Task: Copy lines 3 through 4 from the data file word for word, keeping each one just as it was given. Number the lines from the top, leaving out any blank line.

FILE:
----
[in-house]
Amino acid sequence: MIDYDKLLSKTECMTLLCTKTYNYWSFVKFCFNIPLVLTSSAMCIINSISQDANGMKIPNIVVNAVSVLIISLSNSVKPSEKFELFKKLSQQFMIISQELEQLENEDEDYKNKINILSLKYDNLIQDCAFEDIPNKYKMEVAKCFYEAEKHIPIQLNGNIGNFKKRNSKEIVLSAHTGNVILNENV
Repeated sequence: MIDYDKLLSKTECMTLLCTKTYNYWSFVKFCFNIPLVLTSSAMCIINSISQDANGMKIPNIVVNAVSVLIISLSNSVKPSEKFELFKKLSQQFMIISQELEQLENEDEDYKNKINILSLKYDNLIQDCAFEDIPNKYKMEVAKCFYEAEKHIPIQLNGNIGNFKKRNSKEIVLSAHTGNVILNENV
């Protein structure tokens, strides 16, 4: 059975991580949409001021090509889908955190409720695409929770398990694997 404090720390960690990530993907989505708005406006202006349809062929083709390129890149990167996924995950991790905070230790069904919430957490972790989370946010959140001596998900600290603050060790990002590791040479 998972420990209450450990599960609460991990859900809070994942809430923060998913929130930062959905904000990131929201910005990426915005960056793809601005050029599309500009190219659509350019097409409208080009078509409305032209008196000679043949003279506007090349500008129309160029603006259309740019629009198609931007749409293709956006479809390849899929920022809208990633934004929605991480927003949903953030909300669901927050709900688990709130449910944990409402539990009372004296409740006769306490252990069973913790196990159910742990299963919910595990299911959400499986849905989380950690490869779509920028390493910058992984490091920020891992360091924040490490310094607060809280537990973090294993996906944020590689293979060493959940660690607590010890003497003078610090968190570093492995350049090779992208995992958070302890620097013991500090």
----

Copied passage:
Repeated sequence: MIDYDKLLSKTECMTLLCTKTYNYWSFVKFCFNIPLVLTSSAMCIINSISQDANGMKIPNIVVNAVSVLIISLSNSVKPSEKFELFKKLSQQFMIISQELEQLENEDEDYKNKINILSLKYDNLIQDCAFEDIPNKYKMEVAKCFYEAEKHIPIQLNGNIGNFKKRNSKEIVLSAHTGNVILNENV
């Protein structure tokens, strides 16, 4: 059975991580949409001021090509889908955190409720695409929770398990694997 404090720390960690990530993907989505708005406006202006349809062929083709390129890149990167996924995950991790905070230790069904919430957490972790989370946010959140001596998900600290603050060790990002590791040479 998972420990209450450990599960609460991990859900809070994942809430923060998913929130930062959905904000990131929201910005990426915005960056793809601005050029599309500009190219659509350019097409409208080009078509409305032209008196000679043949003279506007090349500008129309160029603006259309740019629009198609931007749409293709956006479809390849899929920022809208990633934004929605991480927003949903953030909300669901927050709900688990709130449910944990409402539990009372004296409740006769306490252990069973913790196990159910742990299963919910595990299911959400499986849905989380950690490869779509920028390493910058992984490091920020891992360091924040490490310094607060809280537990973090294993996906944020590689293979060493959940660690607590010890003497003078610090968190570093492995350049090779992208995992958070302890620097013991500090």